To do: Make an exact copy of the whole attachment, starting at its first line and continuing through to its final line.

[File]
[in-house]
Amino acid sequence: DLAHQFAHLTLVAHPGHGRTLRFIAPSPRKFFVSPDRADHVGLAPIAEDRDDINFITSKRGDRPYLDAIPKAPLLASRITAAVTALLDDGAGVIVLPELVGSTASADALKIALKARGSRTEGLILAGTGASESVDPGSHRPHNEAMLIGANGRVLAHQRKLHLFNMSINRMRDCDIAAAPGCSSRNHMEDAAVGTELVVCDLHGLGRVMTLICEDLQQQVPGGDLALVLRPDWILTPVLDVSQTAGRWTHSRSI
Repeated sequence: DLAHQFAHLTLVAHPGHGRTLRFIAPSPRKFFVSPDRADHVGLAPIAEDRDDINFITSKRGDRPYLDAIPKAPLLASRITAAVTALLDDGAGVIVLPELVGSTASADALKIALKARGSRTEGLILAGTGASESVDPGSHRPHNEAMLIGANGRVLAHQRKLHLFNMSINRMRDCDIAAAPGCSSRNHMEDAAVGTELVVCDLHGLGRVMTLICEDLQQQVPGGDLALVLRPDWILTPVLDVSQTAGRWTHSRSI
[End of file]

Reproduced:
[in-house]
Amino acid sequence: DLAHQFAHLTLVAHPGHGRTLRFIAPSPRKFFVSPDRADHVGLAPIAEDRDDINFITSKRGDRPYLDAIPKAPLLASRITAAVTALLDDGAGVIVLPELVGSTASADALKIALKARGSRTEGLILAGTGASESVDPGSHRPHNEAMLIGANGRVLAHQRKLHLFNMSINRMRDCDIAAAPGCSSRNHMEDAAVGTELVVCDLHGLGRVMTLICEDLQQQVPGGDLALVLRPDWILTPVLDVSQTAGRWTHSRSI
Repeated sequence: DLAHQFAHLTLVAHPGHGRTLRFIAPSPRKFFVSPDRADHVGLAPIAEDRDDINFITSKRGDRPYLDAIPKAPLLASRITAAVTALLDDGAGVIVLPELVGSTASADALKIALKARGSRTEGLILAGTGASESVDPGSHRPHNEAMLIGANGRVLAHQRKLHLFNMSINRMRDCDIAAAPGCSSRNHMEDAAVGTELVVCDLHGLGRVMTLICEDLQQQVPGGDLALVLRPDWILTPVLDVSQTAGRWTHSRSI